Purdue has maintained a strong presence on social media the past two years and have continually improved the video content that they offer to their followers.  On top of this, their staff is active consistently promoting the program on Twitter on a regular basis.
#8 UNC

Twitter: @UNCWrestling

Mantra: #RamTough

During the past year, UNC has worked hard to build their #RamTough mantra via social media marketing. In addition to being named a finalist in the Masterful Mission category, they were the only program to be a finalist in three different categories.  Look for them to build on this with more activity from their entire staff this year on social media.
#9 Rutgers

Twitter: @RUWrestling

Mantra: #RUWR

The Rutgers program is led by SMOY head coach finalist Scott Goodale.  However, the entire staff is active on social media and they have done a solid job building interest surrounding the program from a marketing standpoint.
10. Wabash

Twitter: @WabashWrestling

Mantra: #BashNation

Wabash is a program that is on the rise in social media marketing.  Following Danny Irwin’s SMOY nomination in the assistant coach category, their program differentiated themselves with a creative campaign that built interest on their campus and in the surrounding area.  Look for them to step up efforts this year.
On the Bubble (just outside Top 10): Duke, Ithaca, Johns Hopkins, Mizzou, Minnesota, Penn State, Roger Williams
On the Horizon (threat to break into Top 10): Appalachian State, Briar Cliff, Grand View, Lake Erie, Ohio, Ouachita Baptist, Princeton, Rhode Island College, Stanford, Sacred Heart, Wayland, Wyoming

About Elite Level Sports Marketing (ELSM)

Elite Level Sports Marketing is a firm that specializes in the development and implementation of innovative marketing plans for sport organizations, businesses, and programs.  Functioning around five core values: innovation, integrity, connection, adding value, and making a difference, ELSM provides coaches, marketing professionals, and fans with marketing resources to help grow sport organizations.

About National Wrestling Coaches Association (NWCA)

The National Wrestling Coaches Association, established in 1928, is a non-profit organization for the advancement of all levels of the sport of wrestling with primary emphasis on developing coaches who work in academic environments.   The membership embraces all people interested in amateur wrestling.  The three core competencies of the NWCA are: coaching development, student-athlete welfare, and promotion of wrestling.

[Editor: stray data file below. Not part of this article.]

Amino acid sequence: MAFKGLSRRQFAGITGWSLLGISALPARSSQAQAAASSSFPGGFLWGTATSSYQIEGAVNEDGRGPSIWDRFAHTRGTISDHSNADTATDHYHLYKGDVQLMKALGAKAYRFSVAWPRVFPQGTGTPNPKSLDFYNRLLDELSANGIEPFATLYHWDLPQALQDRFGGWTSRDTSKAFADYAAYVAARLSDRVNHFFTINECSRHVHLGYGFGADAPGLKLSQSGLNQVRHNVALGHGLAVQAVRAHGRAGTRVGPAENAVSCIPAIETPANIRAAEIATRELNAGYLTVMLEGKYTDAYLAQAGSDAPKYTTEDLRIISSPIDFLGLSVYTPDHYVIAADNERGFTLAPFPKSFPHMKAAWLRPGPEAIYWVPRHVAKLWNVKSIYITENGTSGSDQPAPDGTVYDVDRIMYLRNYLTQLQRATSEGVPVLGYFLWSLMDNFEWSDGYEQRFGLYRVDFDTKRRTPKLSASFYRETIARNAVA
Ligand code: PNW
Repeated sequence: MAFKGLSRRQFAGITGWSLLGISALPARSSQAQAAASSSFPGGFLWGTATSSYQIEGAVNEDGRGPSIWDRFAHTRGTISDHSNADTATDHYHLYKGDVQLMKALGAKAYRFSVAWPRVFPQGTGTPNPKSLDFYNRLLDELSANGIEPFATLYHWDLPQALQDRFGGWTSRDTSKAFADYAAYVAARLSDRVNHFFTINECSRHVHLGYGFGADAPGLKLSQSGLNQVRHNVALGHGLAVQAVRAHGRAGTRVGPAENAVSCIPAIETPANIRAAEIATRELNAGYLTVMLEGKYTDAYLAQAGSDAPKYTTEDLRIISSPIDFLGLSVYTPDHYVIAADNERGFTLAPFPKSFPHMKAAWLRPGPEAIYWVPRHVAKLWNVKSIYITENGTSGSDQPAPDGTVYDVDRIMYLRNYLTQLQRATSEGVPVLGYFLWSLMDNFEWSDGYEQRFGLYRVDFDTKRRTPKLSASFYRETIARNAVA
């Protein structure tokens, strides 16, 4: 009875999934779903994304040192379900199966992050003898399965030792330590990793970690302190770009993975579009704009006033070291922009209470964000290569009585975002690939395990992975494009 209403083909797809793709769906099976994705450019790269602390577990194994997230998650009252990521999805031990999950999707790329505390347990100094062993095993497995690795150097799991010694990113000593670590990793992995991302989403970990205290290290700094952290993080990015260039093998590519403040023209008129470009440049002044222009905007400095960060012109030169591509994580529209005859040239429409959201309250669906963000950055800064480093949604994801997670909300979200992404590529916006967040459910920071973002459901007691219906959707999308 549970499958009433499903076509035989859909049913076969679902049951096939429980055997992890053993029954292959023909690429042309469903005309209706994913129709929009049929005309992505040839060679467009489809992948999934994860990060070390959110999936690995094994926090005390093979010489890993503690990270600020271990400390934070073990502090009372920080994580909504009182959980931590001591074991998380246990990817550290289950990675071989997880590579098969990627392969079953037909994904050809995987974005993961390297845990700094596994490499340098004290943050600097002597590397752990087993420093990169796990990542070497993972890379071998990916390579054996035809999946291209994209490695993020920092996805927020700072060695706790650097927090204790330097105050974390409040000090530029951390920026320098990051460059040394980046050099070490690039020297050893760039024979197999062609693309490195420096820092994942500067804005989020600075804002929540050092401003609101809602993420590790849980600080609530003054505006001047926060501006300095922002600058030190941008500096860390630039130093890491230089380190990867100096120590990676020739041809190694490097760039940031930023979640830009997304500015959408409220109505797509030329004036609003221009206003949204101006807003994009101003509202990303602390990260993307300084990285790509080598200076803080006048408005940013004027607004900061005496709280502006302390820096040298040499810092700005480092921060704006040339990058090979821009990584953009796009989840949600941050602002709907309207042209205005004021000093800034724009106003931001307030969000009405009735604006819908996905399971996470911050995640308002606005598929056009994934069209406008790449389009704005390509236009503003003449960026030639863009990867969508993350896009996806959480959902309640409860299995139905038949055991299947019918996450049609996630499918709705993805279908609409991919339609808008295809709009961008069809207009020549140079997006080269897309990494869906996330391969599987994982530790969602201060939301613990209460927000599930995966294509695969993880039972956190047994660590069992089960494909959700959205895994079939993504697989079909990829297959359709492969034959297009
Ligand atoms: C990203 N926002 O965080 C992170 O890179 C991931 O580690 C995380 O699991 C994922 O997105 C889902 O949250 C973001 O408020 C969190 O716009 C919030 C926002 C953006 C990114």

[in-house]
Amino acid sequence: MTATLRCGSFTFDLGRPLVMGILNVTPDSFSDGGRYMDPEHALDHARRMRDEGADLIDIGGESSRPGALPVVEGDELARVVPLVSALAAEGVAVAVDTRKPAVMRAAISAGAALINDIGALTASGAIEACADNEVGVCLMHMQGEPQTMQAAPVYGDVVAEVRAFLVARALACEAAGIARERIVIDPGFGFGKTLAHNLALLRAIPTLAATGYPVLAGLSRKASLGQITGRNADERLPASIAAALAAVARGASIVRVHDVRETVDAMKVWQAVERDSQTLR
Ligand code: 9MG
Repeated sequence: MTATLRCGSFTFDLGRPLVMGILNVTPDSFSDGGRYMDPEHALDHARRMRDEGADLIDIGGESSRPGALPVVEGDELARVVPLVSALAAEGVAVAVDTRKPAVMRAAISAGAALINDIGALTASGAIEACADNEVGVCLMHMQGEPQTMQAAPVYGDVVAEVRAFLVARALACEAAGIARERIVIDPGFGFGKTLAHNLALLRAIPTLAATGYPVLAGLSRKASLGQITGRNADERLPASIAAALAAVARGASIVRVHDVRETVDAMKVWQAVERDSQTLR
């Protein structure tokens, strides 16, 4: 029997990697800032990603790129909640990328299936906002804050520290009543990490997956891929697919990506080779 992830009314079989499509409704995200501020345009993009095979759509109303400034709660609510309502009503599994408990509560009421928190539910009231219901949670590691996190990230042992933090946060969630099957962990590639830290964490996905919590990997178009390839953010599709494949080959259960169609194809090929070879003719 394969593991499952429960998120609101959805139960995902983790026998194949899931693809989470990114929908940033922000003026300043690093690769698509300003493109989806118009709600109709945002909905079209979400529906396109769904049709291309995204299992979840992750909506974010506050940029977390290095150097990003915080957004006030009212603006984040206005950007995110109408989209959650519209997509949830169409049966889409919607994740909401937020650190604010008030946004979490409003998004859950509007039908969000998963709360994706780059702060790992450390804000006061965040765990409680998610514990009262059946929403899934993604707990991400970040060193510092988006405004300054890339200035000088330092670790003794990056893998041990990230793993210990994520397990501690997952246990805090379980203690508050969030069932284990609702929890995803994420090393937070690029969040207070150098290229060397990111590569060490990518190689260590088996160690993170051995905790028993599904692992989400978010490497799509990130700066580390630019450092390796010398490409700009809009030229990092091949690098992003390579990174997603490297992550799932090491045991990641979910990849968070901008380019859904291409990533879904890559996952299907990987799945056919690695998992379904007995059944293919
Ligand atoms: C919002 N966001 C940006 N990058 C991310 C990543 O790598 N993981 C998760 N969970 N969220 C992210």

Contact for ELSM: Coyte Coopercoytecooper@elsmarketing.org

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Interviewing Interns: Tips to Find Quality Individuals to Grow Program

Coyte Cooper, Ph.D.

ELSMarketing LogoFor most NCAA and high school sport programs, it is up to the coaching staff to develop a unique brand that will allow them to reach full potential in marketing.  And while coaches can (and should) play a critical role in this process, they have a limited amount of time on their hands and/or often lack marketing-related skill sets necessary to reach full potential in marketing efforts.  Coaches can certainly develop these skills sets, but even if they do, there will still be the issue of only having a set number of hours in a day to get everything done.  On top of this, compounding marketing efforts often take the synergy of a team that works in coordination to build interest in a program effectively.  This is exactly why coaches need to become highly efficient at attracting quality individuals to serve in internship roles.

The good news is that the initial steps to attract quality interns have already been outlined in a previous “Necessity of Networking” entry and in the Marketing Manual internship-graphic(chapter 3 – page 18).  If you are in the initial steps of developing an internship program/team, take a look at these and develop a plan for reaching out to recruit quality students.  Once you have done this effectively, you will arrive at the phase where you must choose the individuals who will join your program marketing team.  For these individuals, it is important that you develop a screening process that allows you find proactive people that will take your efforts to a new level.  Rather than pulling it out of thin air, there are three tips below that all coaches should consider during the interview screening phase.

Tips to Attract “Top Level” Intern Talent